children playing

Early care and learning recruitment and retention strategy

Printer-friendly versionSend by emailPDF version
Investing in our Early Childhood Educators
BC Ministry of Children and Family Development
government document
Publication Date: 
4 Sep 2018

As part of the province's $136 million investment to support quality child care, the BC Ministry of Children and Family Development released the Early Care and Learning Recruitment and Retention Strategy (September 5). The strategy will help support ECEs by providing wage enhancements, on-the-job training opportunities and other measures designed to support professionals at the centre of B.C.’s child care system.


As part of the Childcare BC Plan, the B.C. Government is investing $136 million, supplemented by another $16.3 million in federal dollars, over three years to enhance the quality of child care, including substantial investments in the child care workforce through this Recruitment and Retention Strategy.

A qualified workforce is the critical foundation to the success of all components of the Childcare BC Plan. Early Childhood Educators and other Early Care and Learning professionals are the heart of the child care sector. Analysis indicates the existing workforce must expand in order to ensure programs are operating within legislated requirements, and there is a sufficient supply of qualified professionals to work in all programs, whether existing or new. In addition, research indicates qualified Early Care and Learning professionals, with their requisite knowledge, skills and abilities, are key to creating a quality child care system.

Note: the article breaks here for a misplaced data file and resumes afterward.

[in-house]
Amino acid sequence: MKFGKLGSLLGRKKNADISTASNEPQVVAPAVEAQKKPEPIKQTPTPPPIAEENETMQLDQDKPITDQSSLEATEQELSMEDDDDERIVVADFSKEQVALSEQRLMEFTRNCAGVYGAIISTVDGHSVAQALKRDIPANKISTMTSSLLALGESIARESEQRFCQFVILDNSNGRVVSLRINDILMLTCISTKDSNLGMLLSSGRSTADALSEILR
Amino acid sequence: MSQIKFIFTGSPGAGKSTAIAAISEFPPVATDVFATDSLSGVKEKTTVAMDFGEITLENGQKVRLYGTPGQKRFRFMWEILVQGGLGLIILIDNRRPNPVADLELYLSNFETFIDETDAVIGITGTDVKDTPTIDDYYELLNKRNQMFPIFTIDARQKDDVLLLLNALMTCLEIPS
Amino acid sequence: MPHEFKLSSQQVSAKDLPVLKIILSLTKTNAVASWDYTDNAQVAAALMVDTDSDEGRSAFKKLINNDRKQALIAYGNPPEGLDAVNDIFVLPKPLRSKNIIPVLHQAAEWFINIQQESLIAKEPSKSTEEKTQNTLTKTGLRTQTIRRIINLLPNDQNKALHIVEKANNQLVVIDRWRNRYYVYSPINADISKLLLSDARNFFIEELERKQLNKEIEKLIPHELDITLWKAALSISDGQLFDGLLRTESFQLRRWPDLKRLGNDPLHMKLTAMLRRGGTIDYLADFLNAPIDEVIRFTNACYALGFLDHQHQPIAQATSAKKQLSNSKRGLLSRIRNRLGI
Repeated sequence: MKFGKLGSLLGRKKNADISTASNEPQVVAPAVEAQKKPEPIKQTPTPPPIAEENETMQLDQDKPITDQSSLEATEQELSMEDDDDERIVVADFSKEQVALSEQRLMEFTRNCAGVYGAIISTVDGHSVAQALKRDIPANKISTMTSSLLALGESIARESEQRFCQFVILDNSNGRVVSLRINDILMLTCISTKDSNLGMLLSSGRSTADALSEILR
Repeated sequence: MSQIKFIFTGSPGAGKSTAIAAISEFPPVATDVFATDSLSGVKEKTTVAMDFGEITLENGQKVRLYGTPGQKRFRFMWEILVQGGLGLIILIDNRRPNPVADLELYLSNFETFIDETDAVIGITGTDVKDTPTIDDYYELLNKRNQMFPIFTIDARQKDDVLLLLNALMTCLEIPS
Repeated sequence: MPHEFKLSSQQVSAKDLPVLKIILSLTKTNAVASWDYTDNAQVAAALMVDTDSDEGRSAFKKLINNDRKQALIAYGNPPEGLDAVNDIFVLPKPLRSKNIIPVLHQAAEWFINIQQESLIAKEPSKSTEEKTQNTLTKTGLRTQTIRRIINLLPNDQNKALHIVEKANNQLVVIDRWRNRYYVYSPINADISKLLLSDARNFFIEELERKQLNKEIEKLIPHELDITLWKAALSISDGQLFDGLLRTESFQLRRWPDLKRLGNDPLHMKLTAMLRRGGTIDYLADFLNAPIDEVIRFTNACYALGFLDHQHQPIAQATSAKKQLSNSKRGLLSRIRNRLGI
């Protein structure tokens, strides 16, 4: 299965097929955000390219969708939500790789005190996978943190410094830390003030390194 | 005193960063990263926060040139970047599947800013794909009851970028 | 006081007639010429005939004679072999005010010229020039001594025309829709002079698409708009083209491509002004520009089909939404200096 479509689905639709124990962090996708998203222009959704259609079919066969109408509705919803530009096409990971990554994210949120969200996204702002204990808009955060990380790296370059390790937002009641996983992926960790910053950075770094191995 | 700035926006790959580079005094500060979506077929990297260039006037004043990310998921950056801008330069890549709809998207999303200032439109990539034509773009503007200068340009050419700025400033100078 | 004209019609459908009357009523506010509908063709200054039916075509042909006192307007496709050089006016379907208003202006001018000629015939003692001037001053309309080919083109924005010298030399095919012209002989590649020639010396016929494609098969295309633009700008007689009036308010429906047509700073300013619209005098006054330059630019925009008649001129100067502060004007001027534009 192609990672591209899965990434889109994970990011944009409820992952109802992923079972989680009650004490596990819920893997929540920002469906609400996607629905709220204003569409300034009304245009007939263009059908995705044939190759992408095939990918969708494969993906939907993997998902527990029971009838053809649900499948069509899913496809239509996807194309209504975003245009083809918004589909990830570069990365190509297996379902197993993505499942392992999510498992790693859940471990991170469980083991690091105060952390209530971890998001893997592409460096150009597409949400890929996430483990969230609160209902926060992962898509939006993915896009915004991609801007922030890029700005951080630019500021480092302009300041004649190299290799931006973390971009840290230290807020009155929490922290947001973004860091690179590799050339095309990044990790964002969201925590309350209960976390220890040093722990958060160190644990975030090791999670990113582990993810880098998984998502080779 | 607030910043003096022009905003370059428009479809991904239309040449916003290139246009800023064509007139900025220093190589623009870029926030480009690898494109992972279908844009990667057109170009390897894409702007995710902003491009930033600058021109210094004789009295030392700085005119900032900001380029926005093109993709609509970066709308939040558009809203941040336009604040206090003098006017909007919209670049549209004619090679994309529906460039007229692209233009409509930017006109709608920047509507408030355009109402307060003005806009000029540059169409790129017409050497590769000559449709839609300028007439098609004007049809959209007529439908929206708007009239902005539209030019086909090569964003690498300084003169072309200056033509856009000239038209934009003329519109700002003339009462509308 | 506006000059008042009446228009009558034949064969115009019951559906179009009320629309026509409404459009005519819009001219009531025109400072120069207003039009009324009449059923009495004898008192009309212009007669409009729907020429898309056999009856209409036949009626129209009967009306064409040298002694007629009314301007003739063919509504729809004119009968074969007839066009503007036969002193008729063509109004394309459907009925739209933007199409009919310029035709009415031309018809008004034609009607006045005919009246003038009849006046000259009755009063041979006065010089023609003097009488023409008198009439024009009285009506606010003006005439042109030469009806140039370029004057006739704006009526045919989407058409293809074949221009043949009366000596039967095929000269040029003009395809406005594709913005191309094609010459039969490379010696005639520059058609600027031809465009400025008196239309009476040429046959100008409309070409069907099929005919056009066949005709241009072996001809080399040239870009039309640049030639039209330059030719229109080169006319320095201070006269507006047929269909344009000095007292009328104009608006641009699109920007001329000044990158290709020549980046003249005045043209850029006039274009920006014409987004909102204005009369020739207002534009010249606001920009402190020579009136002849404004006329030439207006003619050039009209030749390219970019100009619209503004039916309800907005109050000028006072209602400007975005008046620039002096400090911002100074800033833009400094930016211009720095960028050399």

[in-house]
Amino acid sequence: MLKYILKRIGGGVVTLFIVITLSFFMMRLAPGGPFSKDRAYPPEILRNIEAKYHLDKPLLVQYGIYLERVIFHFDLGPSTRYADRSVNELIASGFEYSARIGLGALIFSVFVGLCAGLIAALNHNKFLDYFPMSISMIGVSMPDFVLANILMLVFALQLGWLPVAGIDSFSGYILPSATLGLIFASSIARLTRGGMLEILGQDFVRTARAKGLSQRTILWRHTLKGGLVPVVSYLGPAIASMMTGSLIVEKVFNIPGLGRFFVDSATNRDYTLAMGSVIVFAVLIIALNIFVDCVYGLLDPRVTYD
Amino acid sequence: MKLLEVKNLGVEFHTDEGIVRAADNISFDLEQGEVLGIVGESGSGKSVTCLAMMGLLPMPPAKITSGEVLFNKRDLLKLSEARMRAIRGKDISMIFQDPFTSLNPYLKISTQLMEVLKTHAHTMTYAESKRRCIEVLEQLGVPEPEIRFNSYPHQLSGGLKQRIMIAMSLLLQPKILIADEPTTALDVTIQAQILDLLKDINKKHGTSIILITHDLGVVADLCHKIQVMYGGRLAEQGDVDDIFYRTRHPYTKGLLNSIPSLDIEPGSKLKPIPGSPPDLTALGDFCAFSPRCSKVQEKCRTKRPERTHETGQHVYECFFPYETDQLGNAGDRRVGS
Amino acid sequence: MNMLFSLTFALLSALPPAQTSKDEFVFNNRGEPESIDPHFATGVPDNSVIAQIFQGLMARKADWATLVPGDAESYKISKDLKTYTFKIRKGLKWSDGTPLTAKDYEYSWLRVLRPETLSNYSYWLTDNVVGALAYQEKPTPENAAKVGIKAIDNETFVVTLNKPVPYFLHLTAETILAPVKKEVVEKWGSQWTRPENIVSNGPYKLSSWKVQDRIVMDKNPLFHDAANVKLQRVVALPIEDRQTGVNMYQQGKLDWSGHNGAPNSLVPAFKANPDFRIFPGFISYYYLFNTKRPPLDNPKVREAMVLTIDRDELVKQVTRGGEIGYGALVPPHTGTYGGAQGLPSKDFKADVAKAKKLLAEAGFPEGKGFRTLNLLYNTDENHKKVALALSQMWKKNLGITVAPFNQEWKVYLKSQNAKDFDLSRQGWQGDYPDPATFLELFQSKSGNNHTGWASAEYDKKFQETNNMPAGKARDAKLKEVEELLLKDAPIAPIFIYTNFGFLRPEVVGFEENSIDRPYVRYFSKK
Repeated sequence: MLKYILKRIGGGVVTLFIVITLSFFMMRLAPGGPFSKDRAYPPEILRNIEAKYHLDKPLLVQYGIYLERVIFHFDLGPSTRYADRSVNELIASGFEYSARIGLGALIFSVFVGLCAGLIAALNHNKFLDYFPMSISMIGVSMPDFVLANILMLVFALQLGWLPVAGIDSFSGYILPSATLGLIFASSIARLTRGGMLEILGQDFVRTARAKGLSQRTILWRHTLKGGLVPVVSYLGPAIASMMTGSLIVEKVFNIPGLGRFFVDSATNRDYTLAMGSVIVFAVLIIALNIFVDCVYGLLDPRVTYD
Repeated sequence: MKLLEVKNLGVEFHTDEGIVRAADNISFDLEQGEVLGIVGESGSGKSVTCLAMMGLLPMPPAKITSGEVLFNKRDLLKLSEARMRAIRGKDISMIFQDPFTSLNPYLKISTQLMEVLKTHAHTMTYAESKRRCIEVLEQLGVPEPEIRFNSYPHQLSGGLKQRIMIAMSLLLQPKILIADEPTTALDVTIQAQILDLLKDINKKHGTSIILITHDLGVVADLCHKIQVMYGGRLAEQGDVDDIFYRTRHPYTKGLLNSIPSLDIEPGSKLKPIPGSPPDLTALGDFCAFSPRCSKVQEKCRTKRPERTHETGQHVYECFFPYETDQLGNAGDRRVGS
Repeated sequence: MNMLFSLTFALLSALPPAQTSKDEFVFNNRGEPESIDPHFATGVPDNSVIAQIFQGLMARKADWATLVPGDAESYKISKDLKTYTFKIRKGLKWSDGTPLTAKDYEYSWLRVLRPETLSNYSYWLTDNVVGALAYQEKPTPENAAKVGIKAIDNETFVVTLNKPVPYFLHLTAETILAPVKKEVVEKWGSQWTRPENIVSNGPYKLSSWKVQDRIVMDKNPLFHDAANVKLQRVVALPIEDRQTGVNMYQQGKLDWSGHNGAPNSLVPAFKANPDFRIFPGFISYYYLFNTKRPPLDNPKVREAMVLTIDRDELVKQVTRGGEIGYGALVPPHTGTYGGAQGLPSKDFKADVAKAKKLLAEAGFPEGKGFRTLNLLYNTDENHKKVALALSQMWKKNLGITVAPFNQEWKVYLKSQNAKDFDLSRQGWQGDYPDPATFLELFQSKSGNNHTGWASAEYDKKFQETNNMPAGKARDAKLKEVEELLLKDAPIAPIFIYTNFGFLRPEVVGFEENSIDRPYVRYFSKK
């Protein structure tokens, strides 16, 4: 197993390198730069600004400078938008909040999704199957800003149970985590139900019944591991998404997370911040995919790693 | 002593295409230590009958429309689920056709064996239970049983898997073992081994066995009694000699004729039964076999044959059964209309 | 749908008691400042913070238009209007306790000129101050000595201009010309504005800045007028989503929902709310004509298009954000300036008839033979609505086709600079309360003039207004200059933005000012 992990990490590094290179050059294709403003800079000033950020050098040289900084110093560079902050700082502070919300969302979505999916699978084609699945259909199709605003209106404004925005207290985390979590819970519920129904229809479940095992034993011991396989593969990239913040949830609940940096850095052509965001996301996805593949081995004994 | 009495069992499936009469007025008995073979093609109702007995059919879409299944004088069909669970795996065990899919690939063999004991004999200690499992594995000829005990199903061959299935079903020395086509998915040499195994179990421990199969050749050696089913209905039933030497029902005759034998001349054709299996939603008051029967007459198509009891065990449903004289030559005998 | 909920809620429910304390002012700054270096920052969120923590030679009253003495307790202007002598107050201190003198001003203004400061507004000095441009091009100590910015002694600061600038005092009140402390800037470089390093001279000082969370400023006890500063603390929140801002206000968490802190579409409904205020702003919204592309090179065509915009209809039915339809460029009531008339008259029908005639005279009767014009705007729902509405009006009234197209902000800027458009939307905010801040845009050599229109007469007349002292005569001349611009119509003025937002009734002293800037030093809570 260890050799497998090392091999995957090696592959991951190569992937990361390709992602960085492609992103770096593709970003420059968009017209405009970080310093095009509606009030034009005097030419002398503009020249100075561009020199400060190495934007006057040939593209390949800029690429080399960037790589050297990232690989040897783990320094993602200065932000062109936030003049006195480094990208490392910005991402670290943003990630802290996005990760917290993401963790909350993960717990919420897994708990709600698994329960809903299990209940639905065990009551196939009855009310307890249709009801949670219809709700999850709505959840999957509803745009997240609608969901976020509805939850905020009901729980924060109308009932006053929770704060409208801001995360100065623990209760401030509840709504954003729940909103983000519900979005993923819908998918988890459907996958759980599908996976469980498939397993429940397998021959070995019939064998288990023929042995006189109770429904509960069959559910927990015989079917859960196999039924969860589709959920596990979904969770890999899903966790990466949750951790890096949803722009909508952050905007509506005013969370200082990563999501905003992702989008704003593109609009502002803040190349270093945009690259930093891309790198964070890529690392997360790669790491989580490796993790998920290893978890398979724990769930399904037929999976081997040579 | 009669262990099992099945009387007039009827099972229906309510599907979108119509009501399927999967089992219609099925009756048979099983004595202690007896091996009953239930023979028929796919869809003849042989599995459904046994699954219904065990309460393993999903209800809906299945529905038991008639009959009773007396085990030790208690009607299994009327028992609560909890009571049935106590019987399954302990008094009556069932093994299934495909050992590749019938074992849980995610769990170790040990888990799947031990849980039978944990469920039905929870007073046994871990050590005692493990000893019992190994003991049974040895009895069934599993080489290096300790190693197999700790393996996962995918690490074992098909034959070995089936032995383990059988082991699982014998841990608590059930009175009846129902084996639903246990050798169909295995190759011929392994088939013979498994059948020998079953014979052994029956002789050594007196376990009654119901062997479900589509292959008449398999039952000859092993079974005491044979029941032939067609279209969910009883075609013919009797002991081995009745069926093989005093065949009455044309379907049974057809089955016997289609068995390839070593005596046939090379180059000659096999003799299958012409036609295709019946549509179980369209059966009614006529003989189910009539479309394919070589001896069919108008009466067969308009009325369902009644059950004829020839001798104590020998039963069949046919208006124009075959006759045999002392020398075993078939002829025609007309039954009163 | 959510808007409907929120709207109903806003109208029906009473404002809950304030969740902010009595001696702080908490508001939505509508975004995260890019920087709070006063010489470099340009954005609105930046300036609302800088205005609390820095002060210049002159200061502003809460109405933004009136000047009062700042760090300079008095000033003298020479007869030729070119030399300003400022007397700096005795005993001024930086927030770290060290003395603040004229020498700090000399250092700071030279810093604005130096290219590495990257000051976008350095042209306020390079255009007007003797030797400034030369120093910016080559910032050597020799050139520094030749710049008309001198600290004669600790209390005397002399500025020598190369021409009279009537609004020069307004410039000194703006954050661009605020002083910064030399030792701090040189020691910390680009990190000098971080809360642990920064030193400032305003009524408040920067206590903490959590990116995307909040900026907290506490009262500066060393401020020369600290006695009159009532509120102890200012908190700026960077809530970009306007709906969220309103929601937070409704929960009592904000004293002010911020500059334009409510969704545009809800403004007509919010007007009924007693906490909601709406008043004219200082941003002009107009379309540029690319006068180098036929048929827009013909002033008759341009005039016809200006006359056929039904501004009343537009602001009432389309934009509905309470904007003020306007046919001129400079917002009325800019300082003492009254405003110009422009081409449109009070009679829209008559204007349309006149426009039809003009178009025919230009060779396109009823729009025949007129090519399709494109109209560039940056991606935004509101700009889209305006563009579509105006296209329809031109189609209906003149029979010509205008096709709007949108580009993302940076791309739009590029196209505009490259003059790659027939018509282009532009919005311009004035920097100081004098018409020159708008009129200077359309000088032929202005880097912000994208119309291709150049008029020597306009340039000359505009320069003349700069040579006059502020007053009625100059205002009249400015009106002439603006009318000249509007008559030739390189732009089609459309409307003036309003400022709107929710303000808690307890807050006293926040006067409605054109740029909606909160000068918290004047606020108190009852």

Government is investing in the diverse array of providers who comprise the Early Care and Learning workforce as pivotal professionals who are valued and needed to ensure that quality programs are available across the province for children and families. We know the Childcare BC Plan will not succeed without them.

There have been many challenges and issues facing the workforce over the last several years. Compensation has been identified as a critical issue and a significant barrier to recruitment and retention across the sector.

In addition to compensation, post-secondary ECE programs can be difficult for students to access, either due to costs or the availability of seats in a program. Accessibility is particularly challenging for prospective students living in rural or remote areas of the province. Completing on-site practicum placements can also be challenging, especially for students who are already participating in the workforce and cannot afford to take time away from work to complete these important requirements. More flexibility is, therefore, needed to support students in achieving their goals and pursuing their certification.

Under the Child Care Licensing Regulation, ECEs are required to complete ongoing professional development to maintain their certification, and these requirements can be challenging to complete due to the quality and availability of opportunities across the province. We know that accessing professional development is particularly difficult for ECEs living in rural and remote communities and that there is not always a good selection of quality online or distance education courses. Additionally, more in-depth, reflective, and advanced professional development can often be challenging to find, and to access due to high demand. Government is working to make courses more accessible and affordable so that post-secondary students can complete their education wherever they are in the province.